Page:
No one likes to say that there are rats in their neighborhood. However, whether you live in Revere or in the million dollar neighborhoods of Boston such as the Back Bay and Beacon Hill, there is no denying that more rats are being seen.
The reason for the increase is two-fold.
First, the reproductive cycle of the rat is such that a single mother could have as many as 10 rats in a litter about every three months.
The other issue is the environment, whether it be natural or man-made.
Rats love soft ground that is easy to burrow into and rats like the sea. In the Revere, most of the City is below sea level and is surrounded by two huge marsh areas.
Rats also love an easy source of food. In many Boston neighborhoods, restaurants and residents who put their trash out the night before pick-up in plastic bags make easy pickings for the rats.
In Revere, the problem of an increasing rat population could be traced more to the latter than the former.
In the last few weeks, City Councillors have started tackling the problem.
Baiting is one answer. The drawback to this method is that while poison will kill the rats, it also will kill anything that might try to eat the dead rat.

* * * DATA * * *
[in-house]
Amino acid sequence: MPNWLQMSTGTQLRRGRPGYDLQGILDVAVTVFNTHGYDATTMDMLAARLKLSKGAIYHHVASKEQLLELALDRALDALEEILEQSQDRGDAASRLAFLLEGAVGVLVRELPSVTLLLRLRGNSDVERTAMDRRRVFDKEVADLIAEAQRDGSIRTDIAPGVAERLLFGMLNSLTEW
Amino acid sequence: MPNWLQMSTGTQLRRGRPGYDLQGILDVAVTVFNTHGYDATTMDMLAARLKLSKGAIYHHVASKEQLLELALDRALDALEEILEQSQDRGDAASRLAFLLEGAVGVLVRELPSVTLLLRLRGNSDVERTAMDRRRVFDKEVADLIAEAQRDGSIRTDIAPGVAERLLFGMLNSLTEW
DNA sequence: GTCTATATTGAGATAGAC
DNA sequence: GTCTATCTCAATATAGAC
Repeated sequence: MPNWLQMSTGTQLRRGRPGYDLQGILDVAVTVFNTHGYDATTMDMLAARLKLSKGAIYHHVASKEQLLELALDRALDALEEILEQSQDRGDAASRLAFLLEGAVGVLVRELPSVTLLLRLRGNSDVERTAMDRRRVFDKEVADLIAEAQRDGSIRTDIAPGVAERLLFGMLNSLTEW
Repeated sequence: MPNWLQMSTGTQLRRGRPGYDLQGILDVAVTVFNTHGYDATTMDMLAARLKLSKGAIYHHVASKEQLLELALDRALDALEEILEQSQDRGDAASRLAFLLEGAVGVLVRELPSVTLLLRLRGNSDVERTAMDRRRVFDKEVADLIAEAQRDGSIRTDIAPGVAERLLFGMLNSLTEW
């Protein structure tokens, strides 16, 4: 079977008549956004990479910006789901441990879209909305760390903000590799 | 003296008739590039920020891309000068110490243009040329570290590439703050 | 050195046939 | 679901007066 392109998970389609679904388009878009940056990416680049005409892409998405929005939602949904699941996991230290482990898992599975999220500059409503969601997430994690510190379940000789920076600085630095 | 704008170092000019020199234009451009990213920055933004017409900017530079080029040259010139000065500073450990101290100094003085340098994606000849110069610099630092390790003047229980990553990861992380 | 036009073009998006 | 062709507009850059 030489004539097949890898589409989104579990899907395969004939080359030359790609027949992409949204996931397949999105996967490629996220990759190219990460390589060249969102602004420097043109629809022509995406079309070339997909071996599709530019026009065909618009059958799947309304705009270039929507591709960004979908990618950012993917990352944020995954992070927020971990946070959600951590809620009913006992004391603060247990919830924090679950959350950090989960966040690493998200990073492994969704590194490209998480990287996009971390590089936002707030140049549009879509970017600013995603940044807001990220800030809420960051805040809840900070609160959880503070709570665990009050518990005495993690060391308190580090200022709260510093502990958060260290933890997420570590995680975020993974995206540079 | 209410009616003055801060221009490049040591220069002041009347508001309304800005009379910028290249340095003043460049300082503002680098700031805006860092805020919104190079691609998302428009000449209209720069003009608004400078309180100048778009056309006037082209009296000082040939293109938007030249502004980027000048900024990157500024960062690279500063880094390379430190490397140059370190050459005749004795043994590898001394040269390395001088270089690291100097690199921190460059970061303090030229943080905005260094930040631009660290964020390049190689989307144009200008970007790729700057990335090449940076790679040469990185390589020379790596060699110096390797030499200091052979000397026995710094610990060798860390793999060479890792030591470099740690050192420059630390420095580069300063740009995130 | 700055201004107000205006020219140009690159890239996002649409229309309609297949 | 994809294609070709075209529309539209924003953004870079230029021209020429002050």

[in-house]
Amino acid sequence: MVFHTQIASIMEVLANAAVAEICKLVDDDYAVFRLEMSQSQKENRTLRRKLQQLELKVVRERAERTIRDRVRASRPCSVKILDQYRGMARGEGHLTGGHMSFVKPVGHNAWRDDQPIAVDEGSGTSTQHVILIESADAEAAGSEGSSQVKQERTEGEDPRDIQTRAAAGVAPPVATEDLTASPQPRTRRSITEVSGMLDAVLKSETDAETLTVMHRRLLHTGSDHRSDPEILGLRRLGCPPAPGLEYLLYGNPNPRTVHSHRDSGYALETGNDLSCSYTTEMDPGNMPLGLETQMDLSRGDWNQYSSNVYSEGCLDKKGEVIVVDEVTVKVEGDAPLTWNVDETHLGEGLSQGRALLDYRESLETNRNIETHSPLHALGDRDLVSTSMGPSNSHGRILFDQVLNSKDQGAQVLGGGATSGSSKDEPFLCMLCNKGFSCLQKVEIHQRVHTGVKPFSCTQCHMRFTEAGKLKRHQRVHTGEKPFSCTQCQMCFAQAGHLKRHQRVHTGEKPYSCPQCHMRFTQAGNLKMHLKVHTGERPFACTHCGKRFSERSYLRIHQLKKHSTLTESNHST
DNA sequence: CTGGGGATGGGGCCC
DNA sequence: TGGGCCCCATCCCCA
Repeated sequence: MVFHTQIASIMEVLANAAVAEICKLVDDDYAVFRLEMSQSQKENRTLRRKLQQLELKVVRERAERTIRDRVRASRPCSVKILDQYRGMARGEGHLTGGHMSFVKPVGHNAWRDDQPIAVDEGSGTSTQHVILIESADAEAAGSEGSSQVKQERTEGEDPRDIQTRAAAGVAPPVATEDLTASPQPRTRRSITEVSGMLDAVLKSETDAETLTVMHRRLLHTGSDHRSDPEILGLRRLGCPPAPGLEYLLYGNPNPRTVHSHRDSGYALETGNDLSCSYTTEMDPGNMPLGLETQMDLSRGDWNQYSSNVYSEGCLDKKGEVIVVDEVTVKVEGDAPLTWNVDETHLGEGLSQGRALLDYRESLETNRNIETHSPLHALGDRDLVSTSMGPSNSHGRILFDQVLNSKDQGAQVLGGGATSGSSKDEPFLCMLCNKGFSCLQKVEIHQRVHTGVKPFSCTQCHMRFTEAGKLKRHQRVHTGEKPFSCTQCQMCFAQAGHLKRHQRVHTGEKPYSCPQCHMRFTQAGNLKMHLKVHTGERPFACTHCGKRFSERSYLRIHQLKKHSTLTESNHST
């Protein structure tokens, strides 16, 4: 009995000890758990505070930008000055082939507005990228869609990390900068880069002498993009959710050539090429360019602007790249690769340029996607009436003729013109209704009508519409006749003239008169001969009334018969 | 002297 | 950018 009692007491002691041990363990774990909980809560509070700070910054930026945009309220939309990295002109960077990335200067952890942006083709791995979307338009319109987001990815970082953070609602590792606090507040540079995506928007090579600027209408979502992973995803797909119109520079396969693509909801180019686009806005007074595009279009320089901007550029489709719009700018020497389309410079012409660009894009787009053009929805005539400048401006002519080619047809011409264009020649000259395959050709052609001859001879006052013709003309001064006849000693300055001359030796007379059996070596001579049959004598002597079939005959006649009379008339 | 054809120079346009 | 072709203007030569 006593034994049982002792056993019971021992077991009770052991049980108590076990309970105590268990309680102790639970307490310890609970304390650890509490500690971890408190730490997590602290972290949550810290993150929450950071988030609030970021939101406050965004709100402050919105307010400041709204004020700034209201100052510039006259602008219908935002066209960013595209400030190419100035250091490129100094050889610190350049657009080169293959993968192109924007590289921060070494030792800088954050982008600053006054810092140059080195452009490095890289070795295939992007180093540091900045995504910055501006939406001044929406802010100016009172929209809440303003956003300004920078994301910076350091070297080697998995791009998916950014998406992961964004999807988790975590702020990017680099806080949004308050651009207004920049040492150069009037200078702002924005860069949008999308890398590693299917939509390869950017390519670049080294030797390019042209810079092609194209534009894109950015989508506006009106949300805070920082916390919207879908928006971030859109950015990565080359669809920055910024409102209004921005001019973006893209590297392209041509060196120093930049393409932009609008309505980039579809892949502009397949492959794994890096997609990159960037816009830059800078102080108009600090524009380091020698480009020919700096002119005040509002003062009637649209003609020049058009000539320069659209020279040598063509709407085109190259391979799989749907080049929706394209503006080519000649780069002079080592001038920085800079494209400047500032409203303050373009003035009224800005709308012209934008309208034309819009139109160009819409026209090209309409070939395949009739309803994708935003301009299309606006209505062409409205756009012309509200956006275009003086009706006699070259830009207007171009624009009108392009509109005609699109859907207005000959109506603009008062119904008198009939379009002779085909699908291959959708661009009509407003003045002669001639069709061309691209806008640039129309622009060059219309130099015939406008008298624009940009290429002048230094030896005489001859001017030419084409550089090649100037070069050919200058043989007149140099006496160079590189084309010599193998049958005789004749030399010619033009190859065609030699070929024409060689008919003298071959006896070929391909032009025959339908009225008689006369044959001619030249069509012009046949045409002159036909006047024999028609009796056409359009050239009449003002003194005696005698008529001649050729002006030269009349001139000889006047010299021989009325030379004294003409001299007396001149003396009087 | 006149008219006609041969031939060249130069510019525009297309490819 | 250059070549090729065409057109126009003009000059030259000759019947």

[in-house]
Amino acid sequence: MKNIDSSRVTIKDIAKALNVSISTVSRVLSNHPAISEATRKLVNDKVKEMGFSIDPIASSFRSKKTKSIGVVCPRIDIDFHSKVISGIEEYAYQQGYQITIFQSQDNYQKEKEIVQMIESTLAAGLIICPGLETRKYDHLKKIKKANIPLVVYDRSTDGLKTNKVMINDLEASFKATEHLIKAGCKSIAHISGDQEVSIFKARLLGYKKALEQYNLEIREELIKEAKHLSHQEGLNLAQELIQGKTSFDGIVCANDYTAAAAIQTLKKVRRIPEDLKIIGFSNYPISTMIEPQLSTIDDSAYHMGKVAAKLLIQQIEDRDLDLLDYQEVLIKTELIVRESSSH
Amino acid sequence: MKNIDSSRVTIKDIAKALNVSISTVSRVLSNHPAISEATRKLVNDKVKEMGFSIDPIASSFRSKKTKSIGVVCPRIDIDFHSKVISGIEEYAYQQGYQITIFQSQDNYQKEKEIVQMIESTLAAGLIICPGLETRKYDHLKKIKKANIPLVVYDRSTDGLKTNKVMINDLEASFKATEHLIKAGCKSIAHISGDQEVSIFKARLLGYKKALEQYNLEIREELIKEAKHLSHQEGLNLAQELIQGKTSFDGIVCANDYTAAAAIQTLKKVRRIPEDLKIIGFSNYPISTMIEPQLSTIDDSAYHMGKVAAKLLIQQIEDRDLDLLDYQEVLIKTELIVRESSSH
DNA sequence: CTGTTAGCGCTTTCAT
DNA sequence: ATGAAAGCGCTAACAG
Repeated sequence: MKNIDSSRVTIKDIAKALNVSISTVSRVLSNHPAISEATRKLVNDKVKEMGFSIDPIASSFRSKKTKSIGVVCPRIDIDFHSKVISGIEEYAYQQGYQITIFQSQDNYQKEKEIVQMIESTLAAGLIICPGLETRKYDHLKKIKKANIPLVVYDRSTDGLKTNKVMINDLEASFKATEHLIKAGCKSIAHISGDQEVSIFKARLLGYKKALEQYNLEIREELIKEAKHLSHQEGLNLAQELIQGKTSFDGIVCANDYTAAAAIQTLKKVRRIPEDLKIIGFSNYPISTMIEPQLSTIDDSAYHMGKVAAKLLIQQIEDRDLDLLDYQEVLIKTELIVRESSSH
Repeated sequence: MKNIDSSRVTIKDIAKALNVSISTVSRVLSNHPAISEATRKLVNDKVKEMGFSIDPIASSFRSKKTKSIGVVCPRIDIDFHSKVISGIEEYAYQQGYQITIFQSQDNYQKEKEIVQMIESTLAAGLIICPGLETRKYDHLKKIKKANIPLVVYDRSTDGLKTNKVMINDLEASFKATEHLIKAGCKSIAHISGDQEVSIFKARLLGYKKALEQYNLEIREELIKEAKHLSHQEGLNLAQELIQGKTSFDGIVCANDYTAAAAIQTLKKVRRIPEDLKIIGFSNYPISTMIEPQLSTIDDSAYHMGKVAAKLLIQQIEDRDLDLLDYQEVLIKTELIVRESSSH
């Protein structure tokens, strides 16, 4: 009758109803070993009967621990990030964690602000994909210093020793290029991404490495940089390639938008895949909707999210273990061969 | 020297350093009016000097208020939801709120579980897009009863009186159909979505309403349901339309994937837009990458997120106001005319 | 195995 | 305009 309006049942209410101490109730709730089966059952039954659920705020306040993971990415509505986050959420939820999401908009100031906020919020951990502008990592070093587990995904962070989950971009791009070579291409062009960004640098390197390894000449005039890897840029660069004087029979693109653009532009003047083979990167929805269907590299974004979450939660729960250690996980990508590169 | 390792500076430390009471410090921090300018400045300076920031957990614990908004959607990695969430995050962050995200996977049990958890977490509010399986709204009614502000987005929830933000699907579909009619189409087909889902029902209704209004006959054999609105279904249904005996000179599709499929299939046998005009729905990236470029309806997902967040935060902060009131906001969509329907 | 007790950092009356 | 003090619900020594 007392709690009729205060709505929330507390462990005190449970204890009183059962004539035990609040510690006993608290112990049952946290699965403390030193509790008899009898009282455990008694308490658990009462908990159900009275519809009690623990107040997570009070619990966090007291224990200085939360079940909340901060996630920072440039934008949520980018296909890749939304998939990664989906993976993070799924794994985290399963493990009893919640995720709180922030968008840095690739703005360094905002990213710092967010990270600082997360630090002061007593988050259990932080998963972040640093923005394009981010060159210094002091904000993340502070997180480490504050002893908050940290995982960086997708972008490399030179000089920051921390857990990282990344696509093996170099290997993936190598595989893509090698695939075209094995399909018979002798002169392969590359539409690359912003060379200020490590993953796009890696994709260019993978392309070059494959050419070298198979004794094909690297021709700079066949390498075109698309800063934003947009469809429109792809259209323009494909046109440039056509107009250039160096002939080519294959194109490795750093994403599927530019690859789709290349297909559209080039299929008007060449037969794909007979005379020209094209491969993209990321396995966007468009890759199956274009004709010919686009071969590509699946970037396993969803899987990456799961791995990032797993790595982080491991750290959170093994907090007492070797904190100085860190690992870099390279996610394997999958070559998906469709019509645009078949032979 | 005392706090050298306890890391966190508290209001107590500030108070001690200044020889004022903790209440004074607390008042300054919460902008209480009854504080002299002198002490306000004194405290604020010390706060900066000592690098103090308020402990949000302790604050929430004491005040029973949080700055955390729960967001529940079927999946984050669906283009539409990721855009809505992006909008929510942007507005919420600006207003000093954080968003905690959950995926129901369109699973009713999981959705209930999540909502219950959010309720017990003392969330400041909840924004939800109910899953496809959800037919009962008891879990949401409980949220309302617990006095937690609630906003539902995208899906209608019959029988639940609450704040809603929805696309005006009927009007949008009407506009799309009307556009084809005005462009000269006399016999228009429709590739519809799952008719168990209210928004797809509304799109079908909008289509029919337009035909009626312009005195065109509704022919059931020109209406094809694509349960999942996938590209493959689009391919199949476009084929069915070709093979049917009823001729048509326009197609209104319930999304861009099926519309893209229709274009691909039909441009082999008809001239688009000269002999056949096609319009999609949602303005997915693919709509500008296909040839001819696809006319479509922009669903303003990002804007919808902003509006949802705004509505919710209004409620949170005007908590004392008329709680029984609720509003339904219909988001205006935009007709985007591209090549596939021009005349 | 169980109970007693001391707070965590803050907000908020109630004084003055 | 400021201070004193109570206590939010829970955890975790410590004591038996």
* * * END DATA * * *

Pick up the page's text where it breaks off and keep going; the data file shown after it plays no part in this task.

Better trash barrels are definitely a deterrent, while enforcement and fines for people who leave their trash out unsecured is another good idea.
In last week’s State of the City Address, Mayor Brian Arrigo called upon residents to become more involved in making Revere a better City.
The fight to help control the rat population and bring it to a manageable level might be a good place to start for the ordinary citizen.
Put your trash out as close to the time of rubbish collection, place it into secure containers, and consider buying trash bags that are scented with peppermint. Rats will avoid these bags, as the peppermint scent is a proven deterrent.
Make no mistake about it, the number of rats will continue to increase if all of us do not do our part to control them. We would remind our readers that rats have been linked throughout history as being carriers of some of the deadliest diseases, including the bubonic plague (or, as it was known in Medieval Europe, the Black Death) and rabies.
By being proactive, we can start to stem the ever-increasing population of the rats.